They paddled a total of 28 miles on Day 2, with rapids and four portages.

A friend met them at Division Street with a vehicle for the portage around Riverfront Park to a Peaceful Valley put-in below Spokane Falls.

“This was our favorite stretch all the way down to Nine Mile Dam,” Conklin said.

“You’re right in the city, but it feels natural,” Roskelley said. “We met a lot of nice people using the river and had some interesting water. The time flew by.

The first good dose of pucker factor came at the Bowl and Pitcher area of Riverside State Park, where they had to paddle through the swift but shallow rocky riffles of the Devil’s Punchbowl. Technically challenging, but no problem. They all rode through standing up.

Downstream, Conklin scouted Devil’s Toenail Rapid and determined it was too rocky and dangerous on an SUP. They climbed up the slope through poison ivy, hauling their boards into the pines. The sun was beating down and the temp was 94 degrees.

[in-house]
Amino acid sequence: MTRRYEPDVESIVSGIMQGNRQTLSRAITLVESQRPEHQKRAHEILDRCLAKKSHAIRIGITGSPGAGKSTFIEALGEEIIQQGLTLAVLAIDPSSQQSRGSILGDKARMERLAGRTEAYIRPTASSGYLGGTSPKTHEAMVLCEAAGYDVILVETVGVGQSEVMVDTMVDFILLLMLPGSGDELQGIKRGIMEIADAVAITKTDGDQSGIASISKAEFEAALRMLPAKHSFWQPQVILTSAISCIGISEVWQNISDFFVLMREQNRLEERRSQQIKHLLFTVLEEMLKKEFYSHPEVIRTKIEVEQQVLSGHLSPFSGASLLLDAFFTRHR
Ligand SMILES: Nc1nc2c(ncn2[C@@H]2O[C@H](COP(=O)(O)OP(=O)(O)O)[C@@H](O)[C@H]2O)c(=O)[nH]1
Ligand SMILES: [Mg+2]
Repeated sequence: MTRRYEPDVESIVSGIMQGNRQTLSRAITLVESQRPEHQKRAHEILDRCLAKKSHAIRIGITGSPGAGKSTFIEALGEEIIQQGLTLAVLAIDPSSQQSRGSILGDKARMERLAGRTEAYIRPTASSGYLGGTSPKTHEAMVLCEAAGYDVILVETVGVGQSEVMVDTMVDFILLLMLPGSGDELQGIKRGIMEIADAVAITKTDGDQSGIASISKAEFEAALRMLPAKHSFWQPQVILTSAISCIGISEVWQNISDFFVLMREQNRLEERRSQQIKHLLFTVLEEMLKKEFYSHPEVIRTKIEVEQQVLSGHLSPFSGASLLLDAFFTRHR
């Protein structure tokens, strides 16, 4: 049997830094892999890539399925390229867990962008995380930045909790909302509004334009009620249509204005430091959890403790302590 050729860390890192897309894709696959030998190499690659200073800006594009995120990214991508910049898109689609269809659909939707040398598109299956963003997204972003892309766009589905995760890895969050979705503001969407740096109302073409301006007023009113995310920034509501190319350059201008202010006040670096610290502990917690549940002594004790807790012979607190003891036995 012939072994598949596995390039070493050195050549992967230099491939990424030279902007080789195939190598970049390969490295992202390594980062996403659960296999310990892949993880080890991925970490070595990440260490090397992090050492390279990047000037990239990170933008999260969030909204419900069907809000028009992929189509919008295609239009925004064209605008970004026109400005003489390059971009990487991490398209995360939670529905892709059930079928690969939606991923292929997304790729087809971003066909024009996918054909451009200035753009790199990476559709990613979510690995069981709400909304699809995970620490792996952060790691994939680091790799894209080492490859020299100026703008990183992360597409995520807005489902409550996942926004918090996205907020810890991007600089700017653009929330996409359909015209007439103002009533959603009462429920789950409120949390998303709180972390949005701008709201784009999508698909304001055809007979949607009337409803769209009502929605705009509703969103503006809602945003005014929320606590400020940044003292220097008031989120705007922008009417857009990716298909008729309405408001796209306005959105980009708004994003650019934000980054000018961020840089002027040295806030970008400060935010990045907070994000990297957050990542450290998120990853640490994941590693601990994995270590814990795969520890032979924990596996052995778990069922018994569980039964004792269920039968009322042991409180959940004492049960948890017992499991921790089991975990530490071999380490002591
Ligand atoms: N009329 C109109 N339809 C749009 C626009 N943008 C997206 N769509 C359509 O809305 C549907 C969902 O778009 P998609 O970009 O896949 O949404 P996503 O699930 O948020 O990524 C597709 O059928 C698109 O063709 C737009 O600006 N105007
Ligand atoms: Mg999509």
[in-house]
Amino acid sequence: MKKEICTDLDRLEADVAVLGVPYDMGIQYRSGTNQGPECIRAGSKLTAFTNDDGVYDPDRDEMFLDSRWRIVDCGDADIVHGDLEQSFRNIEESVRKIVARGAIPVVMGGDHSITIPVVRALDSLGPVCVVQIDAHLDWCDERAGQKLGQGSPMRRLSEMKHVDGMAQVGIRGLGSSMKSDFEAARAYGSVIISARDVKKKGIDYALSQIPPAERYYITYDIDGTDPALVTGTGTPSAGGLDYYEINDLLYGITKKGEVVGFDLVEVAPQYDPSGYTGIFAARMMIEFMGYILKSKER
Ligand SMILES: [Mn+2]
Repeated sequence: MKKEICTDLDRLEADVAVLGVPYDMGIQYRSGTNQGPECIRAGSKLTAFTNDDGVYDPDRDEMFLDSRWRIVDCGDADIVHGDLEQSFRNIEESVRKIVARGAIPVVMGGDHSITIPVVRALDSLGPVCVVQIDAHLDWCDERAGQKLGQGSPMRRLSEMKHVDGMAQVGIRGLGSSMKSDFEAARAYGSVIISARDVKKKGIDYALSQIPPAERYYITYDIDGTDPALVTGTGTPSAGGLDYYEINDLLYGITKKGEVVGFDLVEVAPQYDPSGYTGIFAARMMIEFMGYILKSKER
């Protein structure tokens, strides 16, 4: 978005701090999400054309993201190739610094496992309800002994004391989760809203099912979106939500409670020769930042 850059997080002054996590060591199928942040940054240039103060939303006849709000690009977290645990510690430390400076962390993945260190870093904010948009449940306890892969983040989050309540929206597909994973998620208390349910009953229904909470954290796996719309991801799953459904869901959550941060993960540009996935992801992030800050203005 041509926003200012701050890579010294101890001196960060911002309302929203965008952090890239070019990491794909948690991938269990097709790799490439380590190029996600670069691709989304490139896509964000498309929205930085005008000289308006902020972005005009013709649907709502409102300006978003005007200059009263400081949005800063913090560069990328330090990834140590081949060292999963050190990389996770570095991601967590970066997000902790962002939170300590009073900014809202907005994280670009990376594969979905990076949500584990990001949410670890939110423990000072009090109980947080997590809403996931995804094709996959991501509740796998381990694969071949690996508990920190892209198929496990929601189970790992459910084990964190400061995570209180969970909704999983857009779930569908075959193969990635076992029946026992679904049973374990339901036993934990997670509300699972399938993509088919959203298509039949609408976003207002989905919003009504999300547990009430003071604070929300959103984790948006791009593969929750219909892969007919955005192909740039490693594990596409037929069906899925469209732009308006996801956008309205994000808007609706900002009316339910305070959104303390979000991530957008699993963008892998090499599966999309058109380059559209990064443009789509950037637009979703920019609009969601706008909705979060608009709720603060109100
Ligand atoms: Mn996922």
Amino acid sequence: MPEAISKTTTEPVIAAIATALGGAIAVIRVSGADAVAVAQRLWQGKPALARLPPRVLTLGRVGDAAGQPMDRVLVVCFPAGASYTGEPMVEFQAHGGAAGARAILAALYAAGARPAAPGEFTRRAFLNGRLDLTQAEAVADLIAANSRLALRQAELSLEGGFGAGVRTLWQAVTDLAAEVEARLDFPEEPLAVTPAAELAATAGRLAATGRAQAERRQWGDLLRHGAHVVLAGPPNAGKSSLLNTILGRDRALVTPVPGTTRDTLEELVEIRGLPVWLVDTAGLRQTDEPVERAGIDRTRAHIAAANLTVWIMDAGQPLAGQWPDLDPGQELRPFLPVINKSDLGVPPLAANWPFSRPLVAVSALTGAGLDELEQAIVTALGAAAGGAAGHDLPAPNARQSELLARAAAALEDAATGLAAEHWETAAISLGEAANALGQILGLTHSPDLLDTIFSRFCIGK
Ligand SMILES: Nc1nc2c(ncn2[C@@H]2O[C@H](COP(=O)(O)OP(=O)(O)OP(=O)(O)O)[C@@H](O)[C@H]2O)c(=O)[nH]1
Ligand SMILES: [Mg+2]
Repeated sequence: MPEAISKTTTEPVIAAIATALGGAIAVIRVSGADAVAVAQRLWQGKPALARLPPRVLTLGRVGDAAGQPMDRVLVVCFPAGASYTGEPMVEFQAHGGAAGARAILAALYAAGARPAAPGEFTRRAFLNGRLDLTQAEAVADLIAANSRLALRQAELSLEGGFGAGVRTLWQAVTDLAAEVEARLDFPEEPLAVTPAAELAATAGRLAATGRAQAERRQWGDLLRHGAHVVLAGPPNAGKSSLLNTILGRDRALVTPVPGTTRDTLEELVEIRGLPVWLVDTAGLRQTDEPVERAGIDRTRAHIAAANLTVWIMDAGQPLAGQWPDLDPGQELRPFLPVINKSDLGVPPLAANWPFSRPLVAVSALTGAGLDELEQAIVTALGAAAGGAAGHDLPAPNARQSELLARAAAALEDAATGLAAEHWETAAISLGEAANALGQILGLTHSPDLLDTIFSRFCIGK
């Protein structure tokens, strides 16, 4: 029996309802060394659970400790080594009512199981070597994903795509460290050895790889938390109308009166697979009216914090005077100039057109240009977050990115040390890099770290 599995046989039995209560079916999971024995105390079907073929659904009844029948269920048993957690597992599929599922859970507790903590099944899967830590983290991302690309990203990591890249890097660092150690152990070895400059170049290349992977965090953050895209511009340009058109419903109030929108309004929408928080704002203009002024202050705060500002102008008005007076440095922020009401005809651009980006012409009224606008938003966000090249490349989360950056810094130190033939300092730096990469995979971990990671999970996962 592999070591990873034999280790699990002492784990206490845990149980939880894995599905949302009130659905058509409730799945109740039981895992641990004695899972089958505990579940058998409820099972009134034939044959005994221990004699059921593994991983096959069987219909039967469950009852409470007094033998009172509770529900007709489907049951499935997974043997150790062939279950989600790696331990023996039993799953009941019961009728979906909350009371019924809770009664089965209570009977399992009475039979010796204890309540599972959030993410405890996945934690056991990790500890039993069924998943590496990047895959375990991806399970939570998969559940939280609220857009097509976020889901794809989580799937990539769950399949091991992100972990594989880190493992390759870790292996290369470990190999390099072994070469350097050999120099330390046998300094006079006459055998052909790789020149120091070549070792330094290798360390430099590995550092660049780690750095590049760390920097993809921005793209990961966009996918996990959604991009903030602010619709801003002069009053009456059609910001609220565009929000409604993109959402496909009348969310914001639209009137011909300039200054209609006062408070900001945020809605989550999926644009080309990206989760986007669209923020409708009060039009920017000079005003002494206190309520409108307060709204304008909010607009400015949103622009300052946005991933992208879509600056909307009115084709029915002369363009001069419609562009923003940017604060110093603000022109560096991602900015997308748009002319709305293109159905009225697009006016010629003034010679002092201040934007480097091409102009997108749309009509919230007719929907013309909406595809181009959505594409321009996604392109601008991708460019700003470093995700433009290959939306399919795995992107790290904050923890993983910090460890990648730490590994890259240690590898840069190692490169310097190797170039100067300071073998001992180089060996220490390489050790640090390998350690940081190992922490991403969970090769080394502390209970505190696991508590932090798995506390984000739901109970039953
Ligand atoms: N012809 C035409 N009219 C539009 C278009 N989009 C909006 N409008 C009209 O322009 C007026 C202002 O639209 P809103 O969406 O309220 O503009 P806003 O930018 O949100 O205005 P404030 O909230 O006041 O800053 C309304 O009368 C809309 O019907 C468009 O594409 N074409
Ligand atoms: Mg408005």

Lugging her pack on her back and putting the board on her head, Roskelley focused like a tennis champ preparing to serve before taking the fist step on a dangerous slope of rocks.

“OK, let’s do this,” she said.

Nine Mile Dam was their last portage of the day, made with the help of another friend and a vehicle-assist. “We appreciated the lift on the paved roads, but there’s no easy way down to the river right below the dam,” Conklin said. “You have to take it easy, be careful, and we were tired.”

They finished Day 2 in near darkness, leaving the flowing river behind and paddling through the lily pads to a friend’s house near the top end of Lake Spokane.

“One of the many things that impressed me about the river was the different moods it has,” Roskelley said. “For instance, the water is super creepy below the dams. The water boils and looks rather tame from a distance but up close the hydraulics are incredibly powerful and moving in all directions.

Day 3

Day 3 started on the other end of the spectrum with a mentally challenging flatwater paddle down Lake Spokane to Long Lake Dam.

“We had to work at breaking the monotony,” Roskelley said. “There was the in-your-face wind, and every time we went around a bend, there was another bend.”

“I started thinking about fishing,” Conklin said. “I missed my fishing rod all through the trip. I’d seen a huge, I mean HUGE northern pike near Mission Bridge.”

They faced a long portage around Long Lake Dam so asked for a ride from some folks on a beach to the dam outflow.